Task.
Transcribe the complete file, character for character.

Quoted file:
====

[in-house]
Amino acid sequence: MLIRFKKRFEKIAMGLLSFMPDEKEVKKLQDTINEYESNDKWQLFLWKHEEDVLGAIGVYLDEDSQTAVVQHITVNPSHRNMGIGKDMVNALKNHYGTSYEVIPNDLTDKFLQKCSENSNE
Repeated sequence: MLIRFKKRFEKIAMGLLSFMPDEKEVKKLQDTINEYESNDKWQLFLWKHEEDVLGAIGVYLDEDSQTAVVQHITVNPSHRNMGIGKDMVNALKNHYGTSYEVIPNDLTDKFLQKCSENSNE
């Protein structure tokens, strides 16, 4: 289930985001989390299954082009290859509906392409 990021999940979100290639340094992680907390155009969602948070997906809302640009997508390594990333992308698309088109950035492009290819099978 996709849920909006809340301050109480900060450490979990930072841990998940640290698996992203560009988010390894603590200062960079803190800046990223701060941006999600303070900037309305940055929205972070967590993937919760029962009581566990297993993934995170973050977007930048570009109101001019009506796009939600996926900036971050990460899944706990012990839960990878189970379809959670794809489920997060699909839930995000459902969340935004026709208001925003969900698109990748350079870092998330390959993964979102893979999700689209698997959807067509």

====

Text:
[in-house]
Amino acid sequence: MLIRFKKRFEKIAMGLLSFMPDEKEVKKLQDTINEYESNDKWQLFLWKHEEDVLGAIGVYLDEDSQTAVVQHITVNPSHRNMGIGKDMVNALKNHYGTSYEVIPNDLTDKFLQKCSENSNE
Repeated sequence: MLIRFKKRFEKIAMGLLSFMPDEKEVKKLQDTINEYESNDKWQLFLWKHEEDVLGAIGVYLDEDSQTAVVQHITVNPSHRNMGIGKDMVNALKNHYGTSYEVIPNDLTDKFLQKCSENSNE
């Protein structure tokens, strides 16, 4: 289930985001989390299954082009290859509906392409 990021999940979100290639340094992680907390155009969602948070997906809302640009997508390594990333992308698309088109950035492009290819099978 996709849920909006809340301050109480900060450490979990930072841990998940640290698996992203560009988010390894603590200062960079803190800046990223701060941006999600303070900037309305940055929205972070967590993937919760029962009581566990297993993934995170973050977007930048570009109101001019009506796009939600996926900036971050990460899944706990012990839960990878189970379809959670794809489920997060699909839930995000459902969340935004026709208001925003969900698109990748350079870092998330390959993964979102893979999700689209698997959807067509």